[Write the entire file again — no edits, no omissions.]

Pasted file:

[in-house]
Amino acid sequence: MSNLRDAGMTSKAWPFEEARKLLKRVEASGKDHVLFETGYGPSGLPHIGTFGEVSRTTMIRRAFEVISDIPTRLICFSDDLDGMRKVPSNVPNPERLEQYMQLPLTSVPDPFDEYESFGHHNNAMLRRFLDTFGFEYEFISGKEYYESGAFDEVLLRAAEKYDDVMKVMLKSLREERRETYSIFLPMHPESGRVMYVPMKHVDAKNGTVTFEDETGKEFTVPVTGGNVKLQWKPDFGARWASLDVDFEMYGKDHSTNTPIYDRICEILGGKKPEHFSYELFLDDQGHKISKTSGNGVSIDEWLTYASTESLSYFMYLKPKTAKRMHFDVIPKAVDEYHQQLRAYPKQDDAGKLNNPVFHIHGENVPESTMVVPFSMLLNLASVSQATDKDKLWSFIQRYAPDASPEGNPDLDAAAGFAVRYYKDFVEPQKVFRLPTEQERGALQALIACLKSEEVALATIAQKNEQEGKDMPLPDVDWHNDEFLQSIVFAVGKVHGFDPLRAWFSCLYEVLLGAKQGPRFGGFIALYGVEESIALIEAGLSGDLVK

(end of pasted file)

[in-house]
Amino acid sequence: MSNLRDAGMTSKAWPFEEARKLLKRVEASGKDHVLFETGYGPSGLPHIGTFGEVSRTTMIRRAFEVISDIPTRLICFSDDLDGMRKVPSNVPNPERLEQYMQLPLTSVPDPFDEYESFGHHNNAMLRRFLDTFGFEYEFISGKEYYESGAFDEVLLRAAEKYDDVMKVMLKSLREERRETYSIFLPMHPESGRVMYVPMKHVDAKNGTVTFEDETGKEFTVPVTGGNVKLQWKPDFGARWASLDVDFEMYGKDHSTNTPIYDRICEILGGKKPEHFSYELFLDDQGHKISKTSGNGVSIDEWLTYASTESLSYFMYLKPKTAKRMHFDVIPKAVDEYHQQLRAYPKQDDAGKLNNPVFHIHGENVPESTMVVPFSMLLNLASVSQATDKDKLWSFIQRYAPDASPEGNPDLDAAAGFAVRYYKDFVEPQKVFRLPTEQERGALQALIACLKSEEVALATIAQKNEQEGKDMPLPDVDWHNDEFLQSIVFAVGKVHGFDPLRAWFSCLYEVLLGAKQGPRFGGFIALYGVEESIALIEAGLSGDLVK